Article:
If you landed on this page after a search on the search-engine-of-your-choice, welcome! This article was written by Glory Borgeson, an executive coach, author, and speaker. Schedule her to speak at your organization's next event:
Personal Branding Speaker; Emerging Leadership Speaker; Entrepreneurial Speaker
I was recently reading about two executive level women who were offered a new job. At their level, the job offers involved an employment contract.
Each of them happened to be at the employer's office when offered the job (vs. being at home, getting the call, and being emailed the contract).
Each woman told the employer she would have her attorney review the employment contract.
And in each case, the employer said to the woman something to the effect of, "Oh, well, we wouldn't want to start off on the wrong foot, would we?"
Would we, indeed!
Both women signed her contract on the spot after being shamed for suggesting she would have her attorney review it.
These women also have a friend in common and, when telling their stories, this friend asked, "Don't you think this person who shamed you made certain her employment contract was reviewed by her attorney?"
- Being shamed for looking out for yourself
- Being shamed for taking a stand
- Being shamed for saying you're going to run something by your attorney
Shaming you in these ways for these reasons is never okay. And it still happens to women, even at the executive level.
Isn't it surprising that the shamers even try?
If you and I are entering a business deal (or already have one) and you say you're going to run something by your attorney, the only okay response on my part is to say something such as, "Sure. Give me a call later."
- Even if I think you don't need to run it by your attorney
- Even if I think you're being silly or ridiculous or extreme
- Even if I disagree with you for any reason
The only okay response is to say, "Sure. Call me later."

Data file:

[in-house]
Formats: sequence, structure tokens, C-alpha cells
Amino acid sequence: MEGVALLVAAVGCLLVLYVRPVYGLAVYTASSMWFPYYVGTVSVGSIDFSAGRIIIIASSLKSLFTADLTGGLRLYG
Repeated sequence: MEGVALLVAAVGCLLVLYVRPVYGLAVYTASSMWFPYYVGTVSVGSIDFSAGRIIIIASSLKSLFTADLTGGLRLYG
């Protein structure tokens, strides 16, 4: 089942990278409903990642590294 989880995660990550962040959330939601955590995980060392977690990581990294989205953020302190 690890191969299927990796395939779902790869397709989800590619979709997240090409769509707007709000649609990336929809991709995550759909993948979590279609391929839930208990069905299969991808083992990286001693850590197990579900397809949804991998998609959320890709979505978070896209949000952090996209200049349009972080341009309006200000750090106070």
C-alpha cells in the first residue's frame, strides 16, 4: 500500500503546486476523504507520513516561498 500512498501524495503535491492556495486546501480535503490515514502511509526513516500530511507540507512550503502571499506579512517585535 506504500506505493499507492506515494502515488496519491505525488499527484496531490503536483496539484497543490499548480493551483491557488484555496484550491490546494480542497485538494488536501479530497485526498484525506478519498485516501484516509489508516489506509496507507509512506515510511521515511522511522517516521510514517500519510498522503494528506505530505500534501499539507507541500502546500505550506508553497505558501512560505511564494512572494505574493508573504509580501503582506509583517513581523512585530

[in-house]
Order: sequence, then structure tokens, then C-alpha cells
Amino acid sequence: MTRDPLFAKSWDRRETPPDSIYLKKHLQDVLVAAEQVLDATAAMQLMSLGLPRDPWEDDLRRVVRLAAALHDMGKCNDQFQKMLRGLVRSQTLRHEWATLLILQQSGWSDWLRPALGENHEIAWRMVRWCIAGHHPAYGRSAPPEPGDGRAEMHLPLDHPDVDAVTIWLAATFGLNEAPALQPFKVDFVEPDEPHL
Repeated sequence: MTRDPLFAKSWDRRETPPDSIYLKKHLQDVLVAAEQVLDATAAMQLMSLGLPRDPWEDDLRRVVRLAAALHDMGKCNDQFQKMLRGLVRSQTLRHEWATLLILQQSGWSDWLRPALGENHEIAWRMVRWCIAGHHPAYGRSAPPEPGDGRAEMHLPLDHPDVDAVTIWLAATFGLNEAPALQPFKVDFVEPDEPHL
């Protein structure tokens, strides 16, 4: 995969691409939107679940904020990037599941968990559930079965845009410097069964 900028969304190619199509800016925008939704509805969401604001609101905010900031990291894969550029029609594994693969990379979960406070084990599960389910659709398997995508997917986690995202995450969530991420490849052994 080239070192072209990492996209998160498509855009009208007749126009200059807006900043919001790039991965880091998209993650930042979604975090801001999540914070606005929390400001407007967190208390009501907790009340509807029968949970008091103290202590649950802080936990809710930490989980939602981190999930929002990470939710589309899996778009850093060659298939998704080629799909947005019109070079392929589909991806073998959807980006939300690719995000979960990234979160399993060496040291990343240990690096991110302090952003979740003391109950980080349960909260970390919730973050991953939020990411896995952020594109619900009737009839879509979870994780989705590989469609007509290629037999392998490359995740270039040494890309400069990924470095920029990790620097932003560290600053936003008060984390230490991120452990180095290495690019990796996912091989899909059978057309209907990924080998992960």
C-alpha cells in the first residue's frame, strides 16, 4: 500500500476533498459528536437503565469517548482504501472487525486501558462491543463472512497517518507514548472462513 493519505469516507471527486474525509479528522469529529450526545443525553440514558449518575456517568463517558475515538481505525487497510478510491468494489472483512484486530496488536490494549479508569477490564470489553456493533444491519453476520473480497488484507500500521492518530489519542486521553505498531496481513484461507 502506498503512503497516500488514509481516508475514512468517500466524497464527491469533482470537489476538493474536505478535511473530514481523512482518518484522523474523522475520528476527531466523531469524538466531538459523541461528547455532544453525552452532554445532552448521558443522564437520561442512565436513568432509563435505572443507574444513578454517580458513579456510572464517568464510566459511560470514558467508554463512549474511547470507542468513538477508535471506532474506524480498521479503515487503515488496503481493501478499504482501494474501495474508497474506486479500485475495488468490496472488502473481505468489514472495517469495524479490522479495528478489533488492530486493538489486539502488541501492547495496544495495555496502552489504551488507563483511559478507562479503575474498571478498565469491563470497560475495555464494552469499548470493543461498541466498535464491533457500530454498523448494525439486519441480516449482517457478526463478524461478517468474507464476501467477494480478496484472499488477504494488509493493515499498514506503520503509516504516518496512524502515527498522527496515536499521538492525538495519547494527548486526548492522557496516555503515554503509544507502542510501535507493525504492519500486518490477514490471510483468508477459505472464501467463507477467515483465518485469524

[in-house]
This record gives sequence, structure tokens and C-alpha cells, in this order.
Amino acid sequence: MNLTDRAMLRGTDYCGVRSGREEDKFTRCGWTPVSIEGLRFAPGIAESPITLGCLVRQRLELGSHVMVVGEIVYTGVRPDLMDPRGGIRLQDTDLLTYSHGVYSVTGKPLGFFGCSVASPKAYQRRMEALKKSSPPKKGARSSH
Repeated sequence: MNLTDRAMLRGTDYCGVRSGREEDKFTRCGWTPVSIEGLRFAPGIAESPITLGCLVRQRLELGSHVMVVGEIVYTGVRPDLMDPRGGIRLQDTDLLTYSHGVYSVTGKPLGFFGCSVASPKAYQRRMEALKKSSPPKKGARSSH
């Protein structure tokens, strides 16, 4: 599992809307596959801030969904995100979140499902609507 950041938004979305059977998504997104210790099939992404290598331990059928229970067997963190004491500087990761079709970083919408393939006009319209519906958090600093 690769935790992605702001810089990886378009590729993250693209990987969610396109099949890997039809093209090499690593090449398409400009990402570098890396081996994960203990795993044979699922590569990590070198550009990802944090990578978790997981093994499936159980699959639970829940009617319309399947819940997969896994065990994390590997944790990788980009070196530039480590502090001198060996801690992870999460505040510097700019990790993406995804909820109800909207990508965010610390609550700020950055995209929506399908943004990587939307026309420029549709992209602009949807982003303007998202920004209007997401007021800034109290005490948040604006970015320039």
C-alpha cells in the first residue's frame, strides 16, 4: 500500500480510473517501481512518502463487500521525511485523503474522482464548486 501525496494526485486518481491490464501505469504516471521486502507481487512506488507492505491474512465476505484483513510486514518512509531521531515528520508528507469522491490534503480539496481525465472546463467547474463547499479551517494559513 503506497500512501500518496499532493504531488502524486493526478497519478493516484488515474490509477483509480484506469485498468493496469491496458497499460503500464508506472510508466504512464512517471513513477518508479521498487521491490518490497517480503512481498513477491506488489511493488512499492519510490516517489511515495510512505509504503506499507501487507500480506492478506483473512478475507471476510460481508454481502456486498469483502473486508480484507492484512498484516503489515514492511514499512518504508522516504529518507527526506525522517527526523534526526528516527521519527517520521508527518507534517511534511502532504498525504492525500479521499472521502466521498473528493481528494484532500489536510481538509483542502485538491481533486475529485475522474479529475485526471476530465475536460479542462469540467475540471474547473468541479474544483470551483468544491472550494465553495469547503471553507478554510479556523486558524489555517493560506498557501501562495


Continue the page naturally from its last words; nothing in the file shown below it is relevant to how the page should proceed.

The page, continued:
I was in a business situation a while back where my attorney told me to call her if the other party told me something that was beyond innocuous in a phone call that would occur the following day. Sure enough, an issue came up in that phone call.
I thought, "Great! I can test out saying that I'm going to need to run that by my attorney and see how the other person responds."
I said those very words and the other person got angry!
I held my ground.
Later, my attorney and I agreed that I would next speak to the VP who signed the contract (which they now didn't want to honor).
The VP acted angry and arrogant. (Truly, these two people should have approached me with humility, not with anger or arrogance.)
It was an eye-opening experience to be the person saying, "I'm going to run that by my attorney," and to have the other party respond negatively.
It is ALWAYS okay for your to run something by your attorney and it is NEVER okay for the other person to shame you or act angry toward you for doing so.
If you don't have an attorney who can review business or employment contracts for you, start asking around. Lawyers who work in a different field can refer you to others who can review these contracts. Ask business owners and executives for a referral to an attorney who works in business law or employment law. Give the attorney a call and introduce yourself. Ask a few questions to determine if each attorney will be able to help you in the future and if this attorney is someone you'd like to work with when the time comes.
Please -- Let me know your story if someone has tried to shame you for looking out for yourself. I'd like to collect these stories!
I appreciate your thoughts in response.
Glory Borgeson, President
2011 Borgeson Consulting, Inc.
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